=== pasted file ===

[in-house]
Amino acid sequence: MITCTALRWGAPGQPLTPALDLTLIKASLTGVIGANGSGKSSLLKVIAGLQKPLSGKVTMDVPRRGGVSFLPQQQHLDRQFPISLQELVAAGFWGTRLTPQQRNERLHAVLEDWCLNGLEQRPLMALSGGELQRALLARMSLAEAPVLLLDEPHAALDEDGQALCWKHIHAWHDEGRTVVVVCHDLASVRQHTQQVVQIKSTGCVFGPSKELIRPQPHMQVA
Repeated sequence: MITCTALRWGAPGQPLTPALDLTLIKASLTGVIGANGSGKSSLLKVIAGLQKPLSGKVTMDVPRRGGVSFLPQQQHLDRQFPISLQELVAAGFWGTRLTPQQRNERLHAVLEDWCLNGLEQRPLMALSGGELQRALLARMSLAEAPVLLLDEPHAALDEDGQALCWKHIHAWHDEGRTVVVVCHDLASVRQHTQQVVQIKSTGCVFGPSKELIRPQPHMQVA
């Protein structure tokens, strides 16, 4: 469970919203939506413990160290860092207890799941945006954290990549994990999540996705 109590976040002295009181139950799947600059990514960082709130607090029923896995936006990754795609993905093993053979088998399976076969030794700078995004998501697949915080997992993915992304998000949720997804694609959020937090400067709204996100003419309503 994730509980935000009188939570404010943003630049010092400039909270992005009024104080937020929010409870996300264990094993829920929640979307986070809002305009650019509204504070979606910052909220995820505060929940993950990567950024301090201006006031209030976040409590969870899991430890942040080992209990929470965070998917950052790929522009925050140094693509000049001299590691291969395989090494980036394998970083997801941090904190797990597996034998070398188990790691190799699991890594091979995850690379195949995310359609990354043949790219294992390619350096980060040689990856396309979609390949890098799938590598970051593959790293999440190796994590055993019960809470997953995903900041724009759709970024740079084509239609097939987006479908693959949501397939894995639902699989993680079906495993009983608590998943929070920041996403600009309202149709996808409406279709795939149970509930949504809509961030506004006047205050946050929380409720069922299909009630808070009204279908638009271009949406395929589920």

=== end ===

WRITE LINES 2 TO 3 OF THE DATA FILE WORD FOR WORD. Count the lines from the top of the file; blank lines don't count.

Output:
Amino acid sequence: MITCTALRWGAPGQPLTPALDLTLIKASLTGVIGANGSGKSSLLKVIAGLQKPLSGKVTMDVPRRGGVSFLPQQQHLDRQFPISLQELVAAGFWGTRLTPQQRNERLHAVLEDWCLNGLEQRPLMALSGGELQRALLARMSLAEAPVLLLDEPHAALDEDGQALCWKHIHAWHDEGRTVVVVCHDLASVRQHTQQVVQIKSTGCVFGPSKELIRPQPHMQVA
Repeated sequence: MITCTALRWGAPGQPLTPALDLTLIKASLTGVIGANGSGKSSLLKVIAGLQKPLSGKVTMDVPRRGGVSFLPQQQHLDRQFPISLQELVAAGFWGTRLTPQQRNERLHAVLEDWCLNGLEQRPLMALSGGELQRALLARMSLAEAPVLLLDEPHAALDEDGQALCWKHIHAWHDEGRTVVVVCHDLASVRQHTQQVVQIKSTGCVFGPSKELIRPQPHMQVA